03 March 2017

Homily for Ash Wednesday - 2017

"Living by Faith"
 (first in a catechetical series)
with Ash Wednesday texts: Jonah 3:1-10; 2 Peter 1:2-11; Matthew 6:1-6, 16-21

We all love a good story. Stories make us cry or laugh. Stories can inspire or move us to action. Stories can embody our values and help us make sense of things. As we begin our Lenten journey, we focus on the one story that truly helps us make sense of all of life. This story tells us who and whose we truly are.

It’s the story of Jesus as He fixes His face to go to Jerusalem in order to suffer, die and rise again. It’s interesting what we include in the story and what gets less attention. The gospel writers do not spend much time at all on Jesus as a child, or a teenager, or a young man. Instead, they focus mostly on the last three years of His life. Not only that, but they devote most of their story-telling-space to the last week of Jesus’ life—one-third of Matthew, Mark, and Luke; and one-half of John’s Gospel.

Why so much of the story of Jesus focused on the last week of His life? Because this is the key to understanding Jesus and His life and work for us. In His last three years—and especially His last week—Jesus carries out His mission of restoring His creation. The Father sent Him to reclaim all creation from Satan and those who would destroy it. The Father sent Jesus to restore the creation to  be what they—Father, Son, and Holy Spirit—intended it to be. So we follow Jesus in His footsteps as He makes His way to the cross and the empty tomb.

This year the story of Jesus takes on another historical dimension. Here in 2017, we make that journey as we also celebrate the 500th anniversary of the Reformation. In 1517, Martin Luther posted his 95 Theses for academic debate on some major problems in the Church. Now in our culture people are more familiar with Martin Luther King, Jr. than they are with Martin Luther. But Martin Luther’s story is important for Christians everywhere, whether Roman Catholic, Protestant, Evangelical, or Lutheran.

You see, Martin Luther posted his statements for debate because he was convinced that the story of Jesus’ journey to Jerusalem had become dimmed, distorted and diluted. No longer was it a gospel story of good news for you and me. Instead, it had been twisted into a moralistic tale—a story in which you had to imitate Jesus if you wanted any hope of being saved. The focus had shifted from what Jesus has done for you to what you must do for yourself. Instead of Jesus being your Savior, He was seen as some kind of “spiritual vitamin” or “spiritual steroid” to help you live a good life now so that you could attain God’s favor in heaven. Jesus’ story was viewed as a story to motivate and inspire you to pursue perfection. What a burden!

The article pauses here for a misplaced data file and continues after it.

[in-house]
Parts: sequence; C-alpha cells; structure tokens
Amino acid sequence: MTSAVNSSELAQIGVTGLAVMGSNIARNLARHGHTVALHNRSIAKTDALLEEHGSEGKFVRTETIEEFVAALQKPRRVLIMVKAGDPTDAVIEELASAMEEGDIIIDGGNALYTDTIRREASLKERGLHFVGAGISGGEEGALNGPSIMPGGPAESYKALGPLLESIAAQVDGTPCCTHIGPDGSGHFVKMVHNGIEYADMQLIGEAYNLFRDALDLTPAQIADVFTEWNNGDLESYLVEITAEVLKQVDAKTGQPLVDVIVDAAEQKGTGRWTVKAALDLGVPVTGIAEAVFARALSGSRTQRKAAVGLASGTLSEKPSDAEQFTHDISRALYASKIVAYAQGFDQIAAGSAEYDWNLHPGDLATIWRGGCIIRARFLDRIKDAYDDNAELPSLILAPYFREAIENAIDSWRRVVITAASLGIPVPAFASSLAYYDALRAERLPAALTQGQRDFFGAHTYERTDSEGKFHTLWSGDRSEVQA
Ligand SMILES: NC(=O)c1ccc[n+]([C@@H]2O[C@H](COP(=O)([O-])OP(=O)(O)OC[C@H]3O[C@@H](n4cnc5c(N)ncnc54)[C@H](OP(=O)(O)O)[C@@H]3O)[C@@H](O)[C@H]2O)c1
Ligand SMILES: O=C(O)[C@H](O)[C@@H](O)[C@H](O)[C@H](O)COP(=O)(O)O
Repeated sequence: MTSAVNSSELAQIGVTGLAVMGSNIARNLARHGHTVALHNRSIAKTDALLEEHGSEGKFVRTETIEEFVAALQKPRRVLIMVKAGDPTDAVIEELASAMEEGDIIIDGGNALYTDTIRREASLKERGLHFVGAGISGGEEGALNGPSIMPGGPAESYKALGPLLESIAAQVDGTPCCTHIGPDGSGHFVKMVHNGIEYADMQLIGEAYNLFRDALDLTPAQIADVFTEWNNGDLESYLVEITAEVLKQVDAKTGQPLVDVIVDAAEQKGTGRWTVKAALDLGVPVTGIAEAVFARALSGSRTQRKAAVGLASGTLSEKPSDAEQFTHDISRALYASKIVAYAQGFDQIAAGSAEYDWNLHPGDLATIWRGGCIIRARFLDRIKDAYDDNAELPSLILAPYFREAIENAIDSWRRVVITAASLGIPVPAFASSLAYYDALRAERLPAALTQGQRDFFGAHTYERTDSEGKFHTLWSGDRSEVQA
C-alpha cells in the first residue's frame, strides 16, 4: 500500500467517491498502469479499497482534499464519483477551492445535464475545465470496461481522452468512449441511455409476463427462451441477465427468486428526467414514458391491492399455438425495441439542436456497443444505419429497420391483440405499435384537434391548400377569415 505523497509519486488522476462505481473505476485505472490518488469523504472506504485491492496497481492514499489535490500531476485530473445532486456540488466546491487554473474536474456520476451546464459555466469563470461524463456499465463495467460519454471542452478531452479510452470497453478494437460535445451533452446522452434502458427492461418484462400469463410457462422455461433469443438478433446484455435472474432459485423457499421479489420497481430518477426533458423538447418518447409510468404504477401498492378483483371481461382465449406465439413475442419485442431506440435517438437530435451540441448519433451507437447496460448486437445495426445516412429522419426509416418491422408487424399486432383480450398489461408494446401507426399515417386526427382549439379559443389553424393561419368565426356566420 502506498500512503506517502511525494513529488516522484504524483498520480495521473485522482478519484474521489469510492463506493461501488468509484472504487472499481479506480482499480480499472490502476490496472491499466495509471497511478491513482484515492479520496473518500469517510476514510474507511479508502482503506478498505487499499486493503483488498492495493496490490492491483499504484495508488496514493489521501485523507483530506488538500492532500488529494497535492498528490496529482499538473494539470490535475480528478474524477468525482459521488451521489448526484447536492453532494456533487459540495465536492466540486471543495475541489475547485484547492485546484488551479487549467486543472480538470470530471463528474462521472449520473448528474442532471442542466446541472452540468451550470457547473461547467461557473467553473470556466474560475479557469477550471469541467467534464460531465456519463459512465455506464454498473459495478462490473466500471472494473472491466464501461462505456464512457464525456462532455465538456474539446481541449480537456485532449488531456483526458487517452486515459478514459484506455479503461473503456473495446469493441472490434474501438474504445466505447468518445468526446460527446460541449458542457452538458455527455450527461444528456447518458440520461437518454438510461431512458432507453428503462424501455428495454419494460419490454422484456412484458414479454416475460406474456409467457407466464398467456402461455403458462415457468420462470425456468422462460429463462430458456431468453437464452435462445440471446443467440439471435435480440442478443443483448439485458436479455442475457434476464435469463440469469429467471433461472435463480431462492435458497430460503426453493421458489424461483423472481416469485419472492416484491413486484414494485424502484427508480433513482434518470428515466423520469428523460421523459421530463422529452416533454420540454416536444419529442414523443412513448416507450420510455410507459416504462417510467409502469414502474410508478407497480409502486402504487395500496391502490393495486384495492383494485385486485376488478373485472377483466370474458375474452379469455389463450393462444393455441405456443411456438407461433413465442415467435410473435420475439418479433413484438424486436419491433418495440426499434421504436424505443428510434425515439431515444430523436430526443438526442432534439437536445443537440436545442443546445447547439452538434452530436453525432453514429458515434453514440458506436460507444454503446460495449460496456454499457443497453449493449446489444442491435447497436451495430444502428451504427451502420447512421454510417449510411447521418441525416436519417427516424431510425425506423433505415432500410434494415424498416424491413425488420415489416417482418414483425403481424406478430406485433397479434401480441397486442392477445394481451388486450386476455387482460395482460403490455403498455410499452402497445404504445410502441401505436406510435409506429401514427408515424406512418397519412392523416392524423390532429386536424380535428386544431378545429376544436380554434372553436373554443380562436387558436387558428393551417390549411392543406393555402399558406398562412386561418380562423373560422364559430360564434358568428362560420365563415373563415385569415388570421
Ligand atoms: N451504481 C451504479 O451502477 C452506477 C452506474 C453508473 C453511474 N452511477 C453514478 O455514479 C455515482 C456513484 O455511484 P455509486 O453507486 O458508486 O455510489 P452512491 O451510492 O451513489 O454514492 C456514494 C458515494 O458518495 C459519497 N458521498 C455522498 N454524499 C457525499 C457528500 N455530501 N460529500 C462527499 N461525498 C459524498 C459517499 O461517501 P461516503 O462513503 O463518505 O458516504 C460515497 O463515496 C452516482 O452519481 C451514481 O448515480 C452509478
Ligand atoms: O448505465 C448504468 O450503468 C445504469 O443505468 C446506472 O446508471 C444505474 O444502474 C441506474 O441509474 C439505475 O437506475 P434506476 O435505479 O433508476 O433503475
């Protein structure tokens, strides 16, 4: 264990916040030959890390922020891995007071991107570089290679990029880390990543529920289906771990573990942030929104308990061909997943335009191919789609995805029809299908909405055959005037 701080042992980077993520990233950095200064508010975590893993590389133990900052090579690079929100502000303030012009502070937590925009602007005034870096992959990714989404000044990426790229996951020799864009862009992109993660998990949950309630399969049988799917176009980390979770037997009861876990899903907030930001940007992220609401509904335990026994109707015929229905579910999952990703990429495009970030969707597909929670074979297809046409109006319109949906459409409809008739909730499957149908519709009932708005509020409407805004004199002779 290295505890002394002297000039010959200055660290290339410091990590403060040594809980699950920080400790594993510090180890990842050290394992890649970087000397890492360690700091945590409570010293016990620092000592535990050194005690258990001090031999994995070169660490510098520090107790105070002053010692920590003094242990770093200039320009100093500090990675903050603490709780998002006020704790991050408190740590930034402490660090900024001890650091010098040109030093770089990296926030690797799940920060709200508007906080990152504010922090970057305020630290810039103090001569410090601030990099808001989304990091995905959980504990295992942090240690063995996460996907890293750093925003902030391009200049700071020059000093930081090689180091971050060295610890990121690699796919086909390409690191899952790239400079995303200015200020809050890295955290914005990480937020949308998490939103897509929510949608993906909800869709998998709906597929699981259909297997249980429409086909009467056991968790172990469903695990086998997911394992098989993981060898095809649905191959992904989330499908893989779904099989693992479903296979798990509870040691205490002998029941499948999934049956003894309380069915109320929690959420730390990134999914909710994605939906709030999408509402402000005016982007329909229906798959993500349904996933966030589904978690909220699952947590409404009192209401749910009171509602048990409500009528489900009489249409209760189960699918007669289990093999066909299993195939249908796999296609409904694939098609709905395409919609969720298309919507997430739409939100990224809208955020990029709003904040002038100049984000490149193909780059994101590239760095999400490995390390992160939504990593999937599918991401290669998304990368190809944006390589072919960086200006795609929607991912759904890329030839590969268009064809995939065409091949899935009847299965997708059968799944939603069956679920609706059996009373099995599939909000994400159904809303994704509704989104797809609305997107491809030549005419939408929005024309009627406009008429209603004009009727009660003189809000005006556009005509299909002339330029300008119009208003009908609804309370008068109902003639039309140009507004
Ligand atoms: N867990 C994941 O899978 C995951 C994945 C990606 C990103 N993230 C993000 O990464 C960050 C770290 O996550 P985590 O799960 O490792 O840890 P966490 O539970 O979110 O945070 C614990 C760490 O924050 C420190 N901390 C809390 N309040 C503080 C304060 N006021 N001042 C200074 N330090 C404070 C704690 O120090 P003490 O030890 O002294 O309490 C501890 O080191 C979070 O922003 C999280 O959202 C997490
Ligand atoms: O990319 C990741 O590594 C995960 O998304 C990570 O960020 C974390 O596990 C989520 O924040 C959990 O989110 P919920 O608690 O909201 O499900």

Through his reading and study of the Scriptures, Luther discovered that Jesus’ story is much different. It’s a story of “gospel,” a story of good news. So how does His story pertain to you and me?

Jesus’ story is more than just a true story about an historical figure, such as Martin Luther, Abraham Lincoln, or Mother Theresa. Jesus’ story is more than just a great epic tale, such as the Iliad, the Odyssey or Beowulf. Jesus’ story is gospel—good news—because His story is your story. His story is “your life”—a bit like that popular TV show from years ago, This is Your Life. In that show, the host would surprise guests by reviewing important people and events in their lives. The host would have an important person hide back stage. That person would start telling some part of the guest’s story. The guest, with surprise and tears, would recognize the voice. Then the two would be reunited on stage.

In a very real way, the Gospel—Jesus’ story—surprises us by declaring: “This is your life!” Everything Jesus did in life and death, He did for you and me. Everything He did in life and death benefits you and me. Everything Jesus did in life and death opens up our future with God. His story is your story. His life, death and resurrection are your life, death and resurrection.

This is why Martin Luther began his 95 Theses with these words: “When our Lord and Master Jesus Christ said ‘Repent,’ He willed that the whole life of believers should be one of repentance.” Indeed, Jesus’ story begins with the call to “Repent, for the kingdom of heaven is at hand” (Matt. 3:2). It’s the same story we hear from the prophet Jonah. God sent him to proclaim repentance—another way of saying “Jesus’ story”—to the city of Nineveh. Nineveh had strayed from the true God, and the true God sought to bring them back. As the king of Nineveh said, “Who knows? God may turn and relent and turn from His fierce anger, so that we may not perish.” That’s Jesus’ story in action, bringing repentance for the forgiveness of sins. As another prophet, Joel, said, “Return to the LORD, your God, for He is gracious and merciful, slow to anger, and abounding in steadfast love” (Joel 2:13).